ECCTA: Reforms to Companies House

ECCTA: Reforms to Companies House

Companies may elect to receive three month extension period for filing accounts during COVID-19

What are the new requirements?

The ECCTA introduces a new set of statutory objectives for Companies House to:

  1. ensure that those required to deliver documents to the Registrar do so, and that the requirements relating to proper delivery are complied with
  2. ensure that documents delivered to the Registrar contain all of the information that they are required to, and that the information provided is accurate
  3. minimise the risk of information on the register creating a false or misleading impression to members of the public
  4. minimise the extent to which companies and other firms (a) carry out unlawful activities; or (b) facilitate the carrying out by others of unlawful activities

In practice, these are fulfilled by new powers to, amongst other things:

  • reject documents for inconsistencies
  • require resolution of inconsistencies
  • require additional information to be provided in relation to a filing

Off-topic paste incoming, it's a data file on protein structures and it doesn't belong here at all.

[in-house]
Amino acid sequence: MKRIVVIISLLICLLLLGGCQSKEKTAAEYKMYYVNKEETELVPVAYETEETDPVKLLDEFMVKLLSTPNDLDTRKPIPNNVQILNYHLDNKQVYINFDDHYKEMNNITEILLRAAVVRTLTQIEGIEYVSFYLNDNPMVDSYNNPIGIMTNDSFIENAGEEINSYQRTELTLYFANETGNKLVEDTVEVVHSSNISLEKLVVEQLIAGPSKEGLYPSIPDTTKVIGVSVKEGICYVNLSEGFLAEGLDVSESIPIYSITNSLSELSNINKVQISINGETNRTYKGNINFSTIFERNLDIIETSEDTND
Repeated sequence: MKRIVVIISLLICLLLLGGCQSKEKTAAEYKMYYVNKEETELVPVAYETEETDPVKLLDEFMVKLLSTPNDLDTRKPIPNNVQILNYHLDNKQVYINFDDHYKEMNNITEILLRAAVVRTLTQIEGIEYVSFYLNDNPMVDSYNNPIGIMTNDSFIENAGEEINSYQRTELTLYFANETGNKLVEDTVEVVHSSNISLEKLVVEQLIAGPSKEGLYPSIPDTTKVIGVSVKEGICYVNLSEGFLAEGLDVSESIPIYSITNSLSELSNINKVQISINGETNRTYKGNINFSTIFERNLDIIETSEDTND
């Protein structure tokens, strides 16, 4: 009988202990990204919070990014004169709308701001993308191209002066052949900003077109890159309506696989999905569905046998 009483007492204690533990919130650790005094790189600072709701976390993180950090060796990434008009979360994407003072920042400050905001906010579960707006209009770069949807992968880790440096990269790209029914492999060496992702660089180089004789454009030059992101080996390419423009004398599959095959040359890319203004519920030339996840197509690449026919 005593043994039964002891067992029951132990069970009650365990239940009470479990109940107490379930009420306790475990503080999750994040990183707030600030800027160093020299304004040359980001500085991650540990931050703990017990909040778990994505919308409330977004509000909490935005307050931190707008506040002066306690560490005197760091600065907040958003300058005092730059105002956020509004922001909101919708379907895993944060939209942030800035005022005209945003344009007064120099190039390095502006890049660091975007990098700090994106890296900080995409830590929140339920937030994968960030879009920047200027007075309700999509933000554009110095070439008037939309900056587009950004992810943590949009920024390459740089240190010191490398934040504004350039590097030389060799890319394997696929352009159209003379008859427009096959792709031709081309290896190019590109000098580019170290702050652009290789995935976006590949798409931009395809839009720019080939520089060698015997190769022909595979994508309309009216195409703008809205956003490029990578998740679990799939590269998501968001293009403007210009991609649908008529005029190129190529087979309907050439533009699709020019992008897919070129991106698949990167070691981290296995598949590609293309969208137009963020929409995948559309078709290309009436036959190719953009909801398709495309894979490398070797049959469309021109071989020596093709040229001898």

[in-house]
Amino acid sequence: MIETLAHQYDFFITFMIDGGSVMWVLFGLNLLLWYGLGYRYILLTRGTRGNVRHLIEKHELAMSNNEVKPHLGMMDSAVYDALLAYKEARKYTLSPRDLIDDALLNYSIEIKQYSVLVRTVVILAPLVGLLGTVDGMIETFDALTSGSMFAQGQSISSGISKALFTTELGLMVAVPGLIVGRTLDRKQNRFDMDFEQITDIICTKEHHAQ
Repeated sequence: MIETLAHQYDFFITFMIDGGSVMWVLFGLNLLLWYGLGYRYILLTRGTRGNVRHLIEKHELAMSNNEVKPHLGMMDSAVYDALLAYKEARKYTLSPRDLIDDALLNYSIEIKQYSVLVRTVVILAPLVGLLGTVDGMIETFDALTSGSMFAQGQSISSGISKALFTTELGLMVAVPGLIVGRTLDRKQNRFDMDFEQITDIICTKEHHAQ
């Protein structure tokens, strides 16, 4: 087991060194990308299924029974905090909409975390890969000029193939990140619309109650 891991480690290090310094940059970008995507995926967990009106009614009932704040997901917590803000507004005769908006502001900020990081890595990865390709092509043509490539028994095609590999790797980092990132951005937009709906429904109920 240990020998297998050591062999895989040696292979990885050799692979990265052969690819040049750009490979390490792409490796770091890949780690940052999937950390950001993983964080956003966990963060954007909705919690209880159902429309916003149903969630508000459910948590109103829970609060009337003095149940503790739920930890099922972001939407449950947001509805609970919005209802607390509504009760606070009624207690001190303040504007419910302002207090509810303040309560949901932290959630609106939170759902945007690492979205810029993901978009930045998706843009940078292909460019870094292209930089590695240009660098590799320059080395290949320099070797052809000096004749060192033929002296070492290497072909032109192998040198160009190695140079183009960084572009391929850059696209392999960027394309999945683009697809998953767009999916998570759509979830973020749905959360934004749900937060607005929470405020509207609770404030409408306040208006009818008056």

• remove material from the register even after it has already been accepted
  • analyse information for the purposes of crime prevention or detection where the Registrar considers it appropriate

The ECCTA provides for a far more robust approach from Companies House regarding filings, diverging from its previously passive stance of generally uploading whatever information is provided. The powers to investigate and require resolution of inconsistencies in the register may particularly present issues where new filings are inconsistent with historically erroneous ones. Dealings with Companies House are also going to be more expensive with the fees for filings and other engagements with Companies House (including in relation to the Register of Overseas Entities) will increase from 1 May 2024 – see here for the list of increased fees.